The Appearance of Wisdom

I happened to find myself today in a furniture store. After all, aren’t furniture stores where the lost go to be found? Well, philosphical musings aside, I noticed something rather peculiar among the bookshelf section of the store.

One particular shelf held about 20-30 beautiful leatherbound volumes. I noticed a sign saying “old world books—$24.” I approached, wondering what literary treasures might be found in a furniture store, of all places. As I began to inspect the books, I found that all were written in Swedish. Pages upon pages of “bork! bork! bork!”

While Louisville may be considered the melting pot of Kentucky (Hoosiers are everywhere, and I think there are a couple of Ohioans down the street…), I don’t think that there is a large Swedish contingent in residence. So what, pray tell, was the purpose of the two rows of Scandinavian shelves?

The only conclusion I can come to is that the store expects that non-Swedes who wish to enjoy full bookshelves will buy the beautiful leatherbound editions at 24 bucks a pop. Shelves full of bork give the appearance of a vast library.

While I have no bork on my shelves, I’ll admit to having a little pork in my library. There are various editions of Bibles—all technically the same book, yet they take up half of a shelf. There are several books I have duplicates of which remain shelved. There’s even a stray copy of The Prayer of Jabez (a book given to me as gift because I lampooned it so).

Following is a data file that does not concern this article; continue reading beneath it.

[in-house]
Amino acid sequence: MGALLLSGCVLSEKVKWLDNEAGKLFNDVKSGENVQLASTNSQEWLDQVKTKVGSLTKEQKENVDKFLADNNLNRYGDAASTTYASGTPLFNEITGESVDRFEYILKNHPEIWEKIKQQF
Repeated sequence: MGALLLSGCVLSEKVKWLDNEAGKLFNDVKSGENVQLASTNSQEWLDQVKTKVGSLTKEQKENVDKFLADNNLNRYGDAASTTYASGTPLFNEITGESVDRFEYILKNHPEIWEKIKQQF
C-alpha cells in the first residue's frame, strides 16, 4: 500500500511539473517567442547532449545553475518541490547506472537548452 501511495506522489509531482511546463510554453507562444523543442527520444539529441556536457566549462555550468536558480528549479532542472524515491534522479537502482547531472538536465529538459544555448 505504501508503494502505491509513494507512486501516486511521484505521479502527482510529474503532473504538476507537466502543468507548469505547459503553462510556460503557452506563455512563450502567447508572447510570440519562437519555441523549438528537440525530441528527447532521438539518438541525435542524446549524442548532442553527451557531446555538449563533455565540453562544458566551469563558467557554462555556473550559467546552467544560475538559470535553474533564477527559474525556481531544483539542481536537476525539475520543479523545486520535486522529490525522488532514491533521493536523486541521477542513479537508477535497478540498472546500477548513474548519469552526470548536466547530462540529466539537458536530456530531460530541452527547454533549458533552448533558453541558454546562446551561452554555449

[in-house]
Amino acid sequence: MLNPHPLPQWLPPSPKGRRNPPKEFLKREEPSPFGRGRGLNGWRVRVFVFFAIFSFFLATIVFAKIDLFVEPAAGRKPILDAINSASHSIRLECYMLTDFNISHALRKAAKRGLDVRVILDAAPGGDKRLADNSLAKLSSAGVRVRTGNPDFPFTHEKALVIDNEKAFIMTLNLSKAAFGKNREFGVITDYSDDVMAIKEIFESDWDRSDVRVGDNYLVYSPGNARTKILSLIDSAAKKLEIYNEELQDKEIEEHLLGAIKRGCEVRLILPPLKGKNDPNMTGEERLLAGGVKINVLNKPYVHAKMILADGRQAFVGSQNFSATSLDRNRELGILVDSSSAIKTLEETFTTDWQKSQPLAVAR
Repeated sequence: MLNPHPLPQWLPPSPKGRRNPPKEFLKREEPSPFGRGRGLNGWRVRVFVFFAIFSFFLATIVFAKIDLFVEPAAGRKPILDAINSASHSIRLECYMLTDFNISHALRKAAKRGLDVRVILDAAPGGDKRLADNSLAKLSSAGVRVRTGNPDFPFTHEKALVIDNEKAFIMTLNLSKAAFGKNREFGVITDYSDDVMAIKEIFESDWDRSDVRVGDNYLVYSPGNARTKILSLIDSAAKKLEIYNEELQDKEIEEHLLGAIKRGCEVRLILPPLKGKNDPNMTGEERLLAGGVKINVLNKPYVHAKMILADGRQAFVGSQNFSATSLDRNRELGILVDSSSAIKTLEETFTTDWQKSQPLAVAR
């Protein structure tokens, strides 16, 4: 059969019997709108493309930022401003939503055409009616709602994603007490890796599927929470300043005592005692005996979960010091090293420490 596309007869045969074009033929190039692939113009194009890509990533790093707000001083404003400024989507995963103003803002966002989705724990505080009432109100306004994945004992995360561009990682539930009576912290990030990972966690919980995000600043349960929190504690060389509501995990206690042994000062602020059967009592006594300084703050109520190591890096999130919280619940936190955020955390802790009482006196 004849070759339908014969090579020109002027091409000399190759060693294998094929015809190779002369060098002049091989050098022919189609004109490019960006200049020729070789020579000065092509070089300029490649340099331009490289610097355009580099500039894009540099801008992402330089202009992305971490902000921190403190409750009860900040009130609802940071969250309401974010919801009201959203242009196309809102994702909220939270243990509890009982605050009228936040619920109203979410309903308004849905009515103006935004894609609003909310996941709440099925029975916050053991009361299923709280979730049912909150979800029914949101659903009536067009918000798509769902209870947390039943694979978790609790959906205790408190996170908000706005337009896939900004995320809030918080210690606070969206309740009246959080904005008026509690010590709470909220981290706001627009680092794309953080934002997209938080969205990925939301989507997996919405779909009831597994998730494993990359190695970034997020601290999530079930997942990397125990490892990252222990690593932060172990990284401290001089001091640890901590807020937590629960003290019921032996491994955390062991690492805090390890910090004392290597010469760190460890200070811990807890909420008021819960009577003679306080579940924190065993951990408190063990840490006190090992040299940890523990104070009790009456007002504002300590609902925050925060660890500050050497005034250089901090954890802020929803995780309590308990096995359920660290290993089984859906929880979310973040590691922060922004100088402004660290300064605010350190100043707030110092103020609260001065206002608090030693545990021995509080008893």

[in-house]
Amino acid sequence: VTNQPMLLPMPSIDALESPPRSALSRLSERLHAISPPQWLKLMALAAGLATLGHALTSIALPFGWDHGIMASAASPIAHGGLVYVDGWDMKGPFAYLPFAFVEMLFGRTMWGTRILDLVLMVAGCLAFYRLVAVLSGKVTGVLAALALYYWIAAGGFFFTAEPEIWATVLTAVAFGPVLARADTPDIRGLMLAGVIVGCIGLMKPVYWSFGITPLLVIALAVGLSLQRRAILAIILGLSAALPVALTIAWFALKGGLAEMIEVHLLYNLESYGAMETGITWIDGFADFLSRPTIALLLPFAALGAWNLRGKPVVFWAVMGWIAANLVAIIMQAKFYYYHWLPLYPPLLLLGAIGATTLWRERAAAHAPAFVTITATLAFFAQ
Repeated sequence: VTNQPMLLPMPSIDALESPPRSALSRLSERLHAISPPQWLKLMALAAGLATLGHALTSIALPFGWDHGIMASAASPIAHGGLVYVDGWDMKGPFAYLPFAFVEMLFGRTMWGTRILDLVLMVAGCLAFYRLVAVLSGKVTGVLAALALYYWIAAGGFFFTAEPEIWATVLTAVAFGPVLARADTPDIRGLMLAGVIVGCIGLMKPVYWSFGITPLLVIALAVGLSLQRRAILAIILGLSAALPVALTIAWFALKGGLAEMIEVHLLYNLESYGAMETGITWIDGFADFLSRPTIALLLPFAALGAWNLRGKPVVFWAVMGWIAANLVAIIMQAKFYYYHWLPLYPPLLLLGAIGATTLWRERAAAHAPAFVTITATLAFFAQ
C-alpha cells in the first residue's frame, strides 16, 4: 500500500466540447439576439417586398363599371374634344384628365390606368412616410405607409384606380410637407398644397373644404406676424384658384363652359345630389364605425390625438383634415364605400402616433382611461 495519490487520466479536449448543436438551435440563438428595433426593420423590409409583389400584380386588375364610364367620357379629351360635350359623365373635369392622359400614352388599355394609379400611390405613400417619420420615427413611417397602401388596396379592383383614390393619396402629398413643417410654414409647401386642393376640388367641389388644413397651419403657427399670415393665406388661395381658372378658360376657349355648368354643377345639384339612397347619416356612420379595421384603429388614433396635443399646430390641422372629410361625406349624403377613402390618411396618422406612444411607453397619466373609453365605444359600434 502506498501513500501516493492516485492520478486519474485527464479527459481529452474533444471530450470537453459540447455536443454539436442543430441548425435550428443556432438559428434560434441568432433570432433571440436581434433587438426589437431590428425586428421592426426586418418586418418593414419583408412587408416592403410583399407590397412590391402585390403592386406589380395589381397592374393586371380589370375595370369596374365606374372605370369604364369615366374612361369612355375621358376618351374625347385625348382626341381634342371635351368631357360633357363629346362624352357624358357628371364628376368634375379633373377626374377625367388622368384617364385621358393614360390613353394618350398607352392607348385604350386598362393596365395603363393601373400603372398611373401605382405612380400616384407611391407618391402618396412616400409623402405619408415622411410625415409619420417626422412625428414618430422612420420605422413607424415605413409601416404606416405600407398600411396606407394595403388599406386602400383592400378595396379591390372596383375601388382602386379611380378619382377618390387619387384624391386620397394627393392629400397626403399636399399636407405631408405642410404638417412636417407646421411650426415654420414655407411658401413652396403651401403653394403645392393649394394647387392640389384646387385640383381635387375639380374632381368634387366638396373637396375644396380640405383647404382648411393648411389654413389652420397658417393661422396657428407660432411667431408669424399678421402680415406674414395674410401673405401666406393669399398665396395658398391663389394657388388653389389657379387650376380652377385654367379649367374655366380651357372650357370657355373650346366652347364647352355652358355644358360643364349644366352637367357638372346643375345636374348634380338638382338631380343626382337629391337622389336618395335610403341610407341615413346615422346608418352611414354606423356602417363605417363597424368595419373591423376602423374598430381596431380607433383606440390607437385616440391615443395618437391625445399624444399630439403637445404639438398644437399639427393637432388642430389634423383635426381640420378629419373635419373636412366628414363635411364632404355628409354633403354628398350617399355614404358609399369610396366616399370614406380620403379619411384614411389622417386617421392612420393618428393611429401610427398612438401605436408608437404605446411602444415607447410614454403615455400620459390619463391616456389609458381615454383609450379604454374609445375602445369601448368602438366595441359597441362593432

All this simply goes to show that nearly every person’s library contains books they haven’t read. The problem with the Swedish “filler books” is that aside from the buyer taking a crash course in the Svensk dialect, these books don’t have a prayer of being read. And this, dear reader, is a shame.

Has our culture come to the point where one must pay $24 to put bork on the shelf in order to appear educated or well-read? What would the Swedish Chef have to say about this?

2 thoughts on “The Appearance of Wisdom

  1. I confess to coming back from a book-buying binge, gluing in the ex libris plates, setting the volumes up on the appropriate shelves, then standing back and grinning at how nice a full shelf of books looks…

    But at the end of the day, or a life, the aesthetics of pretty shelves of books mean nothing compared to the wisdom gleaned from (or in spite of) them. I slowly make my way through the scores of books picked up at sales over the last three years, and exercise great self-restraint when I find myself face to face with an alluring title. The next step in maturity is when I gladly hand over books that I’ve read, even if they are Thick and Important and sport handsome spines.

    And I, too, have “The Prayer of Jabez” in the library, but it rests in a special silly section full of little books like “Is the Antichrist at Hand? What of Mussolini?” (1927). It also contains “Prayer of Jabez for Teens” but I haven’t been able to yet secure my copy of “Prayer of Jabez for Pabst-Swilling Blue-collar Joes.”

  2. Have you considered buying the set and selling it on eBay? I think it would be worth the risk, and if they didn’t sell you still have some nice decorative books.

    What can I say? I’m all about the style! 😛

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